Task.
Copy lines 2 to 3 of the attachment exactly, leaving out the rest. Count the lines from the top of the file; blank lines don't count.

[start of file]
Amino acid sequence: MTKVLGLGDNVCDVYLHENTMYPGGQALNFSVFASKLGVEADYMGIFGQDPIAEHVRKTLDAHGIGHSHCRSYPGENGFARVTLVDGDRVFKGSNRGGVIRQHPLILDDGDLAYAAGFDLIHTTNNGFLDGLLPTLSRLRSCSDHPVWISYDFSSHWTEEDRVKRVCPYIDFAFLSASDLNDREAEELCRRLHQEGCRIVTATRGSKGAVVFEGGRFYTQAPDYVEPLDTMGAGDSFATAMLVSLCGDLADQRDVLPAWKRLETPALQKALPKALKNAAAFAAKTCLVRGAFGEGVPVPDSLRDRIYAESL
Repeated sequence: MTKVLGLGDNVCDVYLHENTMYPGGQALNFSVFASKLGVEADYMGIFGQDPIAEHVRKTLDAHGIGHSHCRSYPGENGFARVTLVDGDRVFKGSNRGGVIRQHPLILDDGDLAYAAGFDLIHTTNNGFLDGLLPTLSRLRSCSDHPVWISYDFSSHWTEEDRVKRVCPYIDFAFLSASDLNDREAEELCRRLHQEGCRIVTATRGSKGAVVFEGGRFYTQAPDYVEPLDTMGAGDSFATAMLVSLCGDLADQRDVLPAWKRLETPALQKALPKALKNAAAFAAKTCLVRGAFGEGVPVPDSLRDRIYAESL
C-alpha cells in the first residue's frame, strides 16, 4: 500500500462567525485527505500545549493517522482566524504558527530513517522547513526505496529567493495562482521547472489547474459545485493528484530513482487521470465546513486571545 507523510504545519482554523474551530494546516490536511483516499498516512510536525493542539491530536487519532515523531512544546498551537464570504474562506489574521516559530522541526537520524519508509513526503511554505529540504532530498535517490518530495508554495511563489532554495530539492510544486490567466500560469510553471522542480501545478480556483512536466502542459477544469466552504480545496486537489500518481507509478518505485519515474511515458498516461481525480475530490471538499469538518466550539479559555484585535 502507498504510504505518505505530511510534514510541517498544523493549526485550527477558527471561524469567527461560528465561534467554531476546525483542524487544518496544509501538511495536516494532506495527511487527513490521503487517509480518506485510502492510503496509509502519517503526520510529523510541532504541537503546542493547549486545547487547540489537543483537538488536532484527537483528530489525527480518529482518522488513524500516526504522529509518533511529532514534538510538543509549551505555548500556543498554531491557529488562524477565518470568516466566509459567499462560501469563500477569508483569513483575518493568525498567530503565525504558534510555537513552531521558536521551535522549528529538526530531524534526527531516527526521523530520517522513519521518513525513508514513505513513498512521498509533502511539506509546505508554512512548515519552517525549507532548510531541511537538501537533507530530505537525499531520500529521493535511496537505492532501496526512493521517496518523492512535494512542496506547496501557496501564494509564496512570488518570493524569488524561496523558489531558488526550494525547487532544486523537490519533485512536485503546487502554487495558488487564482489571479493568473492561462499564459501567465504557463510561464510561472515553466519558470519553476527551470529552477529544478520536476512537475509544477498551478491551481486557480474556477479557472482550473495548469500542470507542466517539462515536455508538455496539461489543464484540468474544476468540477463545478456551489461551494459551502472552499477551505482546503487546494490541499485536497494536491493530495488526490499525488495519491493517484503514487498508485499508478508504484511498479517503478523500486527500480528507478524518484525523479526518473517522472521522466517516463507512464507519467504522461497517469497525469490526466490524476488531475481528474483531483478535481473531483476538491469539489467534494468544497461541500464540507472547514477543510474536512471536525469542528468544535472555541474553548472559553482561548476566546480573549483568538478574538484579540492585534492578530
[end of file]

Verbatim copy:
Repeated sequence: MTKVLGLGDNVCDVYLHENTMYPGGQALNFSVFASKLGVEADYMGIFGQDPIAEHVRKTLDAHGIGHSHCRSYPGENGFARVTLVDGDRVFKGSNRGGVIRQHPLILDDGDLAYAAGFDLIHTTNNGFLDGLLPTLSRLRSCSDHPVWISYDFSSHWTEEDRVKRVCPYIDFAFLSASDLNDREAEELCRRLHQEGCRIVTATRGSKGAVVFEGGRFYTQAPDYVEPLDTMGAGDSFATAMLVSLCGDLADQRDVLPAWKRLETPALQKALPKALKNAAAFAAKTCLVRGAFGEGVPVPDSLRDRIYAESL
C-alpha cells in the first residue's frame, strides 16, 4: 500500500462567525485527505500545549493517522482566524504558527530513517522547513526505496529567493495562482521547472489547474459545485493528484530513482487521470465546513486571545 507523510504545519482554523474551530494546516490536511483516499498516512510536525493542539491530536487519532515523531512544546498551537464570504474562506489574521516559530522541526537520524519508509513526503511554505529540504532530498535517490518530495508554495511563489532554495530539492510544486490567466500560469510553471522542480501545478480556483512536466502542459477544469466552504480545496486537489500518481507509478518505485519515474511515458498516461481525480475530490471538499469538518466550539479559555484585535 502507498504510504505518505505530511510534514510541517498544523493549526485550527477558527471561524469567527461560528465561534467554531476546525483542524487544518496544509501538511495536516494532506495527511487527513490521503487517509480518506485510502492510503496509509502519517503526520510529523510541532504541537503546542493547549486545547487547540489537543483537538488536532484527537483528530489525527480518529482518522488513524500516526504522529509518533511529532514534538510538543509549551505555548500556543498554531491557529488562524477565518470568516466566509459567499462560501469563500477569508483569513483575518493568525498567530503565525504558534510555537513552531521558536521551535522549528529538526530531524534526527531516527526521523530520517522513519521518513525513508514513505513513498512521498509533502511539506509546505508554512512548515519552517525549507532548510531541511537538501537533507530530505537525499531520500529521493535511496537505492532501496526512493521517496518523492512535494512542496506547496501557496501564494509564496512570488518570493524569488524561496523558489531558488526550494525547487532544486523537490519533485512536485503546487502554487495558488487564482489571479493568473492561462499564459501567465504557463510561464510561472515553466519558470519553476527551470529552477529544478520536476512537475509544477498551478491551481486557480474556477479557472482550473495548469500542470507542466517539462515536455508538455496539461489543464484540468474544476468540477463545478456551489461551494459551502472552499477551505482546503487546494490541499485536497494536491493530495488526490499525488495519491493517484503514487498508485499508478508504484511498479517503478523500486527500480528507478524518484525523479526518473517522472521522466517516463507512464507519467504522461497517469497525469490526466490524476488531475481528474483531483478535481473531483476538491469539489467534494468544497461541500464540507472547514477543510474536512471536525469542528468544535472555541474553548472559553482561548476566546480573549483568538478574538484579540492585534492578530